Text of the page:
Thursday, November 16, 2023

PEI and other ferry news

 News Item 1 

 The federal government confirmed today (November 16) the purchase of the ferry Fanafjord from Norwegian owners, for CAN$ 38.6 million. The ship will be used on the Wood Islands, PE - Caribou, NS, May to December seasonal service as a temporary replacement for the Holiday Island. A new ferry is in the design stage and may be delivered in 2026.

 Holiday Island

The Holiday Island was declared a constructive total loss after a fire in 2022 and has since been scrapped. For the 2023 summer season, operators Northumberland Ferries Ltd (NFL) were able to borrow a spare ferry from the Société des Traversiers du Québec, the Quebec provincial ferry service. That ship, the Saaremaa I, (a 5233 gt ship, built in 2010) returned to Quebec in October. It could have been recalled at any time if needed in Quebec.

Saaremaa I

Despite reliability issues with the other PEI ferrry, the Confederation, there is no news about its replacement, which is also needed.


 Built in 1993 by Ferguson Industries Ltd in Pictou, NS, the 8060 gt Confederation is the main ship on the route. Supplemental service in the peak summer season was provided by the Holiday Island although it had to be used in the shoulder seasons when Confederation was out of service.

The "new" Fanafjord was built in 2007 and at 6904 gt it is barely big enough for the secondary boat use, and will be inadequate if needed to fill in for the Confederation.

Interestingly the Fanafjord is a dual fuel vessel, able to use diesel or LNG, and carried the name Greenferry I for a year from 2021 to 2022. Since there is no nearby means of refueling with LNG, I expect that it will be using diesel fuel exclusively during its Prince Edward Island tenure. 

News Item 2

There has been considerable adverse reaction to news that the Saint John, NB to Digby, NS ferry Fundy Rose will be redeployed for an indefinite period in 2024. A vital link for western Nova Scotia fish products headed for the United States, its removal for even a short period of time will have serious consequences. The road alternative to the ferry would mean a second driver would be required in order to get time sensitive product to market while respecting driver hour limits. Toursim would also be effected depending on the timing of the disruption.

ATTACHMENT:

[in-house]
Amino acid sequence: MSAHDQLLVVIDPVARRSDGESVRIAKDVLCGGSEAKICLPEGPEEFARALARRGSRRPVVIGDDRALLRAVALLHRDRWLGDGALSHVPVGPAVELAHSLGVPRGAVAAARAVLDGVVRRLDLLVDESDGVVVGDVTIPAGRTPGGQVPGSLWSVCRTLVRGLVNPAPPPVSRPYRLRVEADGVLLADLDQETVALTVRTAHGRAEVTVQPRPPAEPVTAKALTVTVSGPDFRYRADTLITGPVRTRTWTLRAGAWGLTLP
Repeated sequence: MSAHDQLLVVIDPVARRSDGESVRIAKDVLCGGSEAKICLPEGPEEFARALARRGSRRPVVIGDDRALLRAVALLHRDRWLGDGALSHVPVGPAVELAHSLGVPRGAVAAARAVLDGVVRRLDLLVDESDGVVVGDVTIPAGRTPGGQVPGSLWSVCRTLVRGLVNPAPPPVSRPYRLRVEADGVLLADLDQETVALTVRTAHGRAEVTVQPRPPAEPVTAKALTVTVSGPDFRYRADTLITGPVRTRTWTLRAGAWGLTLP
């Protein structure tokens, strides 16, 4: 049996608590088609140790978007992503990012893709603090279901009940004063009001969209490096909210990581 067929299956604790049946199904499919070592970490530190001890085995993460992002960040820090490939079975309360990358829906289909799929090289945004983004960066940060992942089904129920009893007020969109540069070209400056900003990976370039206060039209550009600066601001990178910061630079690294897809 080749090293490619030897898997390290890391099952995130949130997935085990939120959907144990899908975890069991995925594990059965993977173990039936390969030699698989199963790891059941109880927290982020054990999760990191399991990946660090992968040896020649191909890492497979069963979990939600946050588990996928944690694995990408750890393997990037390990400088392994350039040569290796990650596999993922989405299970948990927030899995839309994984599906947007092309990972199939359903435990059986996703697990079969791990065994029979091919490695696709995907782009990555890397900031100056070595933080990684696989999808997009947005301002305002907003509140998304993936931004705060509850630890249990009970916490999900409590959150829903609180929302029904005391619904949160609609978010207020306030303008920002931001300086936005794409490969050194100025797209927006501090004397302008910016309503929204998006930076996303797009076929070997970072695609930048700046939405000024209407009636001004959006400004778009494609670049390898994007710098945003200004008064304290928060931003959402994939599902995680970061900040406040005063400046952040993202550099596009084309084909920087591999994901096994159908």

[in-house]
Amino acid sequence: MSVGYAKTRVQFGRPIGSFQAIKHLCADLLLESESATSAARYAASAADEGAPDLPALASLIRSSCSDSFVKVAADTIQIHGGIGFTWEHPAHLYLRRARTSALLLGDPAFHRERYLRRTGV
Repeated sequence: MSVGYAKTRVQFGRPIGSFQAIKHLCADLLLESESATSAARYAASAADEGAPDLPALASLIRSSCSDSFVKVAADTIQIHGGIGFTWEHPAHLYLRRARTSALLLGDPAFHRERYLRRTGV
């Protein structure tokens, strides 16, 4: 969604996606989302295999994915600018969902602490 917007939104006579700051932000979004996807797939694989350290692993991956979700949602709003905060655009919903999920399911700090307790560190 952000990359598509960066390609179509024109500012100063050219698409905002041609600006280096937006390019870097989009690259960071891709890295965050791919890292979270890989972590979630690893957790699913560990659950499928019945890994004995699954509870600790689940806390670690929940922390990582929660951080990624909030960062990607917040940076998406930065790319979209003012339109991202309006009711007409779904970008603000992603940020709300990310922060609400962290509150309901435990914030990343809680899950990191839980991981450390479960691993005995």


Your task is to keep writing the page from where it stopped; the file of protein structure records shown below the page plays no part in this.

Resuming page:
Fundy Rose

The plan is for the Fundy Rose to move to the Souris, PE to Cap-aux-Meules (Grindstone) Magdalen Islands route while its ferry Madeleine II goes to mandatory drydocking in rhe spring of 2024. 

That service requires more robust, sea-going type ships. Madeleine II, built in 2008 is a 15,875 gt ship and itself is an interim vessel until a replacement is delivered. Fundy Rose is a 10,193 gt ship built in 1999 and is also a marginal replacement - even on a temporary basis. 

I wonder if the Magdelan Island operators C.T.M.A. will also reactivate the ancient C.T.M.A. Vacançier (11,481 gt, built in 1973) which has been held in warm layup in Georgetown, PE since the suspension of its passenger service from Montreal in 2020, and occasional replacement service. (Its own replacement by the New Zealand ferry Straitsman has long been rumoured but nothing has been said since February of this year.)

C.T.M.A. Vacançier

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